The current version that is being worked on, version 0.4, is going strong. This blogpost will give some details about what’s in it.
The focus of v0.4 is adding more story and meaning to the game. I am very pleased with the results so far, it really adds up:
Total revamp of the main menu: It now shows a 3D map of The Netherlands with the locations you can visit (levels) as 3D UI elements.
Integrated story: this menu with the 3D map is the in-between for levels. It contains story text sequences and story driven level unlocks.
New game types distinction
Story mode with a real ‘Where’s Wally’ feeling: try finding that one gnome that’s different from the others. A slow-pace gamemode that uses story text sequences to introduce the game and to add background to it.
Hide-n-seek mode: the original ‘catch them’ gameplay but with a more arcade feeling. This mode builds on and reinforces the mechanics introduced in the story. The pace of this mode is much higher than the one in story mode.
Different gnomes have now different behaviors. Walking around, talking to each other, reacting to you. These behaviors will give the levels a more vibrant and alive feeling.
There is still lots of work to do get these new mechanics right. But the framework of this update is already standing strong.
A important note is that all these improvements build on the experience of the many testers that have tested this game for me. Thank you all!
The official v0.4 update will arrive on the 25th of April.
This is an article in the ‘Behind the scenes’ category where I shed some light on what it takes to make games. I warn you: they are real, these articles might discourage you to develop games yourself.
How to make a game cover art? That was my question for a long time.
I’m not good at drawing. And I thought about the option of setting up a scene in Blender and using that as cover art. But these options aren’t going to deliver me the ‘bringing the message across’ cover art that I need for my game.
And on top of that I promised myself to not use any money at all for my first release, just to proof to myself that some things are worth the money and others not.
Thanks, to a colleague at Luminis, I got introduced to fiverr.com. On this website you can contact freelancers for various works, for example translations or drawings. And their pricing is really nice: for that money a European person isn’t going to even look at your idea’s. But yeah, It made me think about what I think people who work for me / with me have to have in terms of working conditions…
And don’t even speak about the fact that I stated ‘not to pay for anything’… well, it seems to me the world doesn’t work that way. You get what you pay for, and if you pay nothing it will cost you loads of time… or it costs you nothing but will likely return you nothing.
This was the result of a work of Maxtrella and me:
As stated in the previous post the following additions have been made: more details, more levels, more content. And the Beta has been started through Steam. (For keys, contact me) On top of what was announced, there is more: a vision on what the game is going to be (story mode, time trial mode), already extensive beta testing and integration of the results, and a lot of finishing touches.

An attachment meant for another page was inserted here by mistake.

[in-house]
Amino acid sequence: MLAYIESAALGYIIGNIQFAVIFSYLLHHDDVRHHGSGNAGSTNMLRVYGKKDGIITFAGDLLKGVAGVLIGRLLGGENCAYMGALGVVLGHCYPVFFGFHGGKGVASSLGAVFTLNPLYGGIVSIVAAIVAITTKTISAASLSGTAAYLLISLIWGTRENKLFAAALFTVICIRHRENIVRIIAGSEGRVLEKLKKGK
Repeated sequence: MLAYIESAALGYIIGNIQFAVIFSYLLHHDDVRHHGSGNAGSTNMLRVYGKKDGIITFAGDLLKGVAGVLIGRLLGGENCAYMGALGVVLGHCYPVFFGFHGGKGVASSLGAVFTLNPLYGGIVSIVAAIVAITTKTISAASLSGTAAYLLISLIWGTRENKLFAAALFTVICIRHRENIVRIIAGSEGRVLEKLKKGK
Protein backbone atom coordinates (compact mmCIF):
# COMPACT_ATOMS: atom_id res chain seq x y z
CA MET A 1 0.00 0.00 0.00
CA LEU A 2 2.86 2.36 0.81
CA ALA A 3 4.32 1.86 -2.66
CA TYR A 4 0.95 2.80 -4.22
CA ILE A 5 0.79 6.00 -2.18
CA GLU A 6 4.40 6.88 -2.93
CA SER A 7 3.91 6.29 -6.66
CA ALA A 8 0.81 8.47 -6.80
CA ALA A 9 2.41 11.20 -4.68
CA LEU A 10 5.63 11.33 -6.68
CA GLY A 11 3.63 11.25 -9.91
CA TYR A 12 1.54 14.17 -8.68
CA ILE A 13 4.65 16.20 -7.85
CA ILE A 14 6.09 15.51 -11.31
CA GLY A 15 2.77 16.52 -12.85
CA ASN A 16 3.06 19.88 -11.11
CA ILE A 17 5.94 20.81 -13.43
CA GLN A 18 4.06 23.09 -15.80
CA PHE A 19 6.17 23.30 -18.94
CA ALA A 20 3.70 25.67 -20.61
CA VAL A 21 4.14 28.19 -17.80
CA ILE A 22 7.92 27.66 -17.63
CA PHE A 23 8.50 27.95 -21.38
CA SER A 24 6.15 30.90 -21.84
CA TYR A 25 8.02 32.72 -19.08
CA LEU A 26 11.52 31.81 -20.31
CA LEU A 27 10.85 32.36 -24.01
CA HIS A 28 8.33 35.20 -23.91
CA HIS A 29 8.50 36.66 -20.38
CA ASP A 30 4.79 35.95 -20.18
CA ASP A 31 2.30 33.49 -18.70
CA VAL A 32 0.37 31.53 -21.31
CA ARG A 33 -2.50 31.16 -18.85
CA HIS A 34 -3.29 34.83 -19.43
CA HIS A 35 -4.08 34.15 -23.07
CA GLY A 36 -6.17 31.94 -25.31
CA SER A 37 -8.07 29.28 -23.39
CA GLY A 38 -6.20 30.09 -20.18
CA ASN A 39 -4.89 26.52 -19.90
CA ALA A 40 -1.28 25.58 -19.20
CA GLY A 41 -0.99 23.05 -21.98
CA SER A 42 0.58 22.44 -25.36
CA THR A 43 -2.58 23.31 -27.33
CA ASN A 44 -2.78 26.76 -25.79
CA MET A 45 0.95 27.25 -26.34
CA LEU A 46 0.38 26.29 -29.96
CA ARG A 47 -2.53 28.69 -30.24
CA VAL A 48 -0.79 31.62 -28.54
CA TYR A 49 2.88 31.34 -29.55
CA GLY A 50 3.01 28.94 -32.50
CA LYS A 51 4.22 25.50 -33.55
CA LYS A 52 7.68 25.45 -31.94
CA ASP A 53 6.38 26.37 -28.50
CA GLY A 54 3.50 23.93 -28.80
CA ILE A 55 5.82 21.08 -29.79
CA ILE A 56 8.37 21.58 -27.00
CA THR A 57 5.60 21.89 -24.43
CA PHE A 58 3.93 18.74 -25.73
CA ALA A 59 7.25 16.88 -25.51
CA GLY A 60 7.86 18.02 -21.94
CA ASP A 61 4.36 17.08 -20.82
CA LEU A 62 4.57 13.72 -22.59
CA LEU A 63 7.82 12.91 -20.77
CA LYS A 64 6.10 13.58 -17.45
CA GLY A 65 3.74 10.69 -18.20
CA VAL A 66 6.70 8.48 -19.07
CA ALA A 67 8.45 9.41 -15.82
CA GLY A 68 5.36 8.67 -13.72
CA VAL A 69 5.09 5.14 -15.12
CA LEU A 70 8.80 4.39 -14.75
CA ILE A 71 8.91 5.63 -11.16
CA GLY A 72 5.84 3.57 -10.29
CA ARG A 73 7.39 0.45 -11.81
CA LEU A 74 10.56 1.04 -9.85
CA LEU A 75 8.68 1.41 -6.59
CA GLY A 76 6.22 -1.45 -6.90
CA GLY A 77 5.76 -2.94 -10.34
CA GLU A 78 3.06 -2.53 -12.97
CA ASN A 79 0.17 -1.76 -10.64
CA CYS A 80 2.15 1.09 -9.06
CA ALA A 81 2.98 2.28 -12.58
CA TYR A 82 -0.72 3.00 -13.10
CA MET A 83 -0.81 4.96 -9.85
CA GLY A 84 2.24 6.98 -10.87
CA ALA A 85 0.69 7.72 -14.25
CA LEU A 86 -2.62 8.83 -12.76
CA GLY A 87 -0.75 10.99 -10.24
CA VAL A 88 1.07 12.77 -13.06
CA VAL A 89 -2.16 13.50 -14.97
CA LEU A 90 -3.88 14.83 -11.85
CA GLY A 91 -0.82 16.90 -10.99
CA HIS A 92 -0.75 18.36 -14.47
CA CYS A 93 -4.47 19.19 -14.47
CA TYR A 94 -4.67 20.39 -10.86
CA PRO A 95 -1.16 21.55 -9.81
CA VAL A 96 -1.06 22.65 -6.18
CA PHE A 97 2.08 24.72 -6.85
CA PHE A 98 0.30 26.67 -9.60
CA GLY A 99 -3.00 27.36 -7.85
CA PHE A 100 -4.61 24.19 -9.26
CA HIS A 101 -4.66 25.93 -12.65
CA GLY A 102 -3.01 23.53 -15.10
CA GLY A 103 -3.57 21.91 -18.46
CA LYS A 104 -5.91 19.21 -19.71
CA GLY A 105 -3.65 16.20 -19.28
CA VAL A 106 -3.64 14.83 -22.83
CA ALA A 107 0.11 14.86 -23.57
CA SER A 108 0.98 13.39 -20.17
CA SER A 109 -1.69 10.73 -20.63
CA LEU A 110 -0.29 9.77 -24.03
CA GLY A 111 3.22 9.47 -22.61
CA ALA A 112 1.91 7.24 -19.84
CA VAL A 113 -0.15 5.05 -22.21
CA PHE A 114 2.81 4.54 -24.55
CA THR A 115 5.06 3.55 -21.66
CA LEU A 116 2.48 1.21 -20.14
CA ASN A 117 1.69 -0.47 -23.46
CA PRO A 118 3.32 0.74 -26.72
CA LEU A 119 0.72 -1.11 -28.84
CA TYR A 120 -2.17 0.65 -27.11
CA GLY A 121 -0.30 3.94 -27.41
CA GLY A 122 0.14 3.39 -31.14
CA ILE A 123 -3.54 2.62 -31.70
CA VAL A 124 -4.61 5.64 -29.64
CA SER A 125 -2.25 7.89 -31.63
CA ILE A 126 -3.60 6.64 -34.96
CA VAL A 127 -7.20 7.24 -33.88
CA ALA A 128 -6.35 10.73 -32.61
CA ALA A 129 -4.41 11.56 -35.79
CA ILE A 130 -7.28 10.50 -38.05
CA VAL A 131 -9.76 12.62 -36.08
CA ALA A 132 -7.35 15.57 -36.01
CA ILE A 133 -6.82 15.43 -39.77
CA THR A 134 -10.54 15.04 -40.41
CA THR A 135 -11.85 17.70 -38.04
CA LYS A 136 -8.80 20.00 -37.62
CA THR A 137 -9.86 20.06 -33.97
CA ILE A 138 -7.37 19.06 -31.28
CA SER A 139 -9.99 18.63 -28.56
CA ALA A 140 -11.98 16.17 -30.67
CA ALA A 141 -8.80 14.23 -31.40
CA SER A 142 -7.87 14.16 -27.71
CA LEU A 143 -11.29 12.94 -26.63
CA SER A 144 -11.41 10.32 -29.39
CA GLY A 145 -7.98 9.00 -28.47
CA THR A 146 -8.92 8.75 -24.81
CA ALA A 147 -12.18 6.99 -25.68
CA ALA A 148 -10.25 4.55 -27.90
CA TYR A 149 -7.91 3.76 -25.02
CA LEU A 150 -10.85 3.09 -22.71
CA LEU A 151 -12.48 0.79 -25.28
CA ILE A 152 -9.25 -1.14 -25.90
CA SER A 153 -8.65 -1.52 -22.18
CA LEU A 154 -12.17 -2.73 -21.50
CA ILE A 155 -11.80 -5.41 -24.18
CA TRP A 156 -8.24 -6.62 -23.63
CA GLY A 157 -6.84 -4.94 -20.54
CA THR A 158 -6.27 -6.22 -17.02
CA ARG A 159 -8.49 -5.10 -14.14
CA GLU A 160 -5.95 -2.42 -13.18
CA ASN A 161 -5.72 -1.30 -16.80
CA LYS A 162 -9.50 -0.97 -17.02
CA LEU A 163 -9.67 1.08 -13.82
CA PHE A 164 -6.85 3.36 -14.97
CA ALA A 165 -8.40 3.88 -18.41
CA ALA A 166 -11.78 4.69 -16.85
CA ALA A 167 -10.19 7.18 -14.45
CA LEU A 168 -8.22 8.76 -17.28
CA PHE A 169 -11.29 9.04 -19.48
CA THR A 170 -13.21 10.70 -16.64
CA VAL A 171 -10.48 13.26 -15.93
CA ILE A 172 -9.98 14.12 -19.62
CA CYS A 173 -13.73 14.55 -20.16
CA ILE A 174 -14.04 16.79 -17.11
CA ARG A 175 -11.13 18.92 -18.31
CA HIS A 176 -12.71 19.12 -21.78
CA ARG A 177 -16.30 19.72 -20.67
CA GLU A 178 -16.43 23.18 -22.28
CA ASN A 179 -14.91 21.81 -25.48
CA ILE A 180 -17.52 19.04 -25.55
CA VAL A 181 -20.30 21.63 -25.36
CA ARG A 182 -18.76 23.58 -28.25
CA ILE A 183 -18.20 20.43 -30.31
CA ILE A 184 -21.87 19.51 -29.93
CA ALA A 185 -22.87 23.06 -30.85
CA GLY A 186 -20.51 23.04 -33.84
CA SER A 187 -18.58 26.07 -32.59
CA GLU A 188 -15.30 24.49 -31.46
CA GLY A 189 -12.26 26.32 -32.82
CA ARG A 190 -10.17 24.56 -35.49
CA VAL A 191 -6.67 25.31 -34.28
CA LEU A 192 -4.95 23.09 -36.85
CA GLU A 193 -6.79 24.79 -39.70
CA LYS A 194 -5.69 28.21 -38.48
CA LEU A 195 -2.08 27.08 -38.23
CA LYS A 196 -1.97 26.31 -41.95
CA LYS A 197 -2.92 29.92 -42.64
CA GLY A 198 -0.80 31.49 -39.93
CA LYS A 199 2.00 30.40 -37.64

The next official project update is scheduled at 25 April 2018, we will hit version 0.4 by then. It will add the main-selling feature… what this means is yet to filled in but I know it will be as good as the previous updates!
As stated in the previous post the following additions have been made: start menu, in-game interactions (collection UI, timer/high-score UI), minimal special effects (object sounds, UI changes on object found), level ending (with high-score submit).
The game as of V0.2.0:
Some changes did not make it: the achievement system is still on the list but not that high on priority anymore.
The next official project update is scheduled at 18 March 2018, we will hit version 0.3 by then. It will go more in depth: more details, more levels, more content. And we will start the Beta by then and begin distributing it to the Beta testers through Steam.
And here it is: live game play of Find the Gnome while using the Alpha 0.1.5 build.
Watch as the little gnomes run in fear of disappearing into a fog (for all they know). But we know better: it is for the common good and for their best that we collect them and showcase them in our on-screen inventories! (Inventories are not included in this 0.1.5 build but will be added between now and 0.2.0)
Interesting points in the video 1:14 core game explaned 1:39 first gnome abducted 3:10 first gnome running 3:27 first gnome screaming while running
The other parts of the video: boring! boring! boring! Next time I’m going to use some actual video editing to get rid of those ‘I love to hear myself talking’ points.
And last but not least: interested in joint Alpha / Beta? Use the contact form to get to me.
After just 2 weeks the idea has landed and the crowd is applauding: a search and find game where you chase garden gnomes.
A gnome and its collision window in Alpha 0.1.1:
And a peek at the art style & level design in Alpha 0.1.2:
The alpha testing has been a success. A lot of positive reactions on the core game mechanics from young people to elder ones.
There is still a lot of work to be done so the update continues!
The next official project update is scheduled at 18 February 2018, we will hit version 0.2 by then. It will include a bit of everything: a basic start menu, the basic in-game interaction counters, minimal special effects on objects, a level ending, an achievement system.